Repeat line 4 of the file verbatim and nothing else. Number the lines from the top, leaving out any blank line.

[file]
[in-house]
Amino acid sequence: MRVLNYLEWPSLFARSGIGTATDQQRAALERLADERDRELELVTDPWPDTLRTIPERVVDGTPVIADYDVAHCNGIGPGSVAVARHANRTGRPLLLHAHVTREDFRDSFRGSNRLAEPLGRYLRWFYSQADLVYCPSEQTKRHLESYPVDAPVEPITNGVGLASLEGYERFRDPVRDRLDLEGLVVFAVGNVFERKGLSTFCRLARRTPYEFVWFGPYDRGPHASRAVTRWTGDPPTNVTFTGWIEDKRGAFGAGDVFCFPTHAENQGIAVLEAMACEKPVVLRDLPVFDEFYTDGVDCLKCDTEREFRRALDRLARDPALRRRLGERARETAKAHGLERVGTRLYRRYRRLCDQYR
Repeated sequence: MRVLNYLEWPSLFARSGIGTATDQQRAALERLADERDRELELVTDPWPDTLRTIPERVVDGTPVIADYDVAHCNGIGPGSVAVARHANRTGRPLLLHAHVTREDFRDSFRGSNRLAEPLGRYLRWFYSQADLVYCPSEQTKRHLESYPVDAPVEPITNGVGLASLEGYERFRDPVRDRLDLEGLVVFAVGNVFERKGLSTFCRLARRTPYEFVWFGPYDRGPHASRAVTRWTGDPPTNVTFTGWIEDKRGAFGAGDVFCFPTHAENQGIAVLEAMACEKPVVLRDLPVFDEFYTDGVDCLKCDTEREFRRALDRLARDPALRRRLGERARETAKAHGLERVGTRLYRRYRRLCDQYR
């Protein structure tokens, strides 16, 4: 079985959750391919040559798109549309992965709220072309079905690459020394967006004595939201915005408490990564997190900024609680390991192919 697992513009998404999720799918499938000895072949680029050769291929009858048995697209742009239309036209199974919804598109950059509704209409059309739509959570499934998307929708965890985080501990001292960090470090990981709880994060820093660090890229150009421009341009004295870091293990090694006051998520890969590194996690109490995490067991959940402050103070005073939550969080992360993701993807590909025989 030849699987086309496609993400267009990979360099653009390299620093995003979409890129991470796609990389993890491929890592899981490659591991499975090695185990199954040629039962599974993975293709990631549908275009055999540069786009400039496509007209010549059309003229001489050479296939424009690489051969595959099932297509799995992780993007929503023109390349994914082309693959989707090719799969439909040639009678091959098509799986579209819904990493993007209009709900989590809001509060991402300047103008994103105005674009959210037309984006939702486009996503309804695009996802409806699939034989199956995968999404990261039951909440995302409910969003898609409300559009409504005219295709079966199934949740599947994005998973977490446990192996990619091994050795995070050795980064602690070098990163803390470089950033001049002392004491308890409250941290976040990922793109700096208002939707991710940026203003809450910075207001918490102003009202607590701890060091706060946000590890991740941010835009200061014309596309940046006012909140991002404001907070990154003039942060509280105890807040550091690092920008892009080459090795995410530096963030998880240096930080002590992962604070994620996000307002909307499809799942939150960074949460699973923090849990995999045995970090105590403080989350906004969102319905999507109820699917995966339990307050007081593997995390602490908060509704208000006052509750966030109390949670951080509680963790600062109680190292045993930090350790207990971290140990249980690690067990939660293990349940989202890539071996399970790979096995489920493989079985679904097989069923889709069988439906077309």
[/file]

């Protein structure tokens, strides 16, 4: 079985959750391919040559798109549309992965709220072309079905690459020394967006004595939201915005408490990564997190900024609680390991192919 697992513009998404999720799918499938000895072949680029050769291929009858048995697209742009239309036209199974919804598109950059509704209409059309739509959570499934998307929708965890985080501990001292960090470090990981709880994060820093660090890229150009421009341009004295870091293990090694006051998520890969590194996690109490995490067991959940402050103070005073939550969080992360993701993807590909025989 030849699987086309496609993400267009990979360099653009390299620093995003979409890129991470796609990389993890491929890592899981490659591991499975090695185990199954040629039962599974993975293709990631549908275009055999540069786009400039496509007209010549059309003229001489050479296939424009690489051969595959099932297509799995992780993007929503023109390349994914082309693959989707090719799969439909040639009678091959098509799986579209819904990493993007209009709900989590809001509060991402300047103008994103105005674009959210037309984006939702486009996503309804695009996802409806699939034989199956995968999404990261039951909440995302409910969003898609409300559009409504005219295709079966199934949740599947994005998973977490446990192996990619091994050795995070050795980064602690070098990163803390470089950033001049002392004491308890409250941290976040990922793109700096208002939707991710940026203003809450910075207001918490102003009202607590701890060091706060946000590890991740941010835009200061014309596309940046006012909140991002404001907070990154003039942060509280105890807040550091690092920008892009080459090795995410530096963030998880240096930080002590992962604070994620996000307002909307499809799942939150960074949460699973923090849990995999045995970090105590403080989350906004969102319905999507109820699917995966339990307050007081593997995390602490908060509704208000006052509750966030109390949670951080509680963790600062109680190292045993930090350790207990971290140990249980690690067990939660293990349940989202890539071996399970790979096995489920493989079985679904097989069923889709069988439906077309």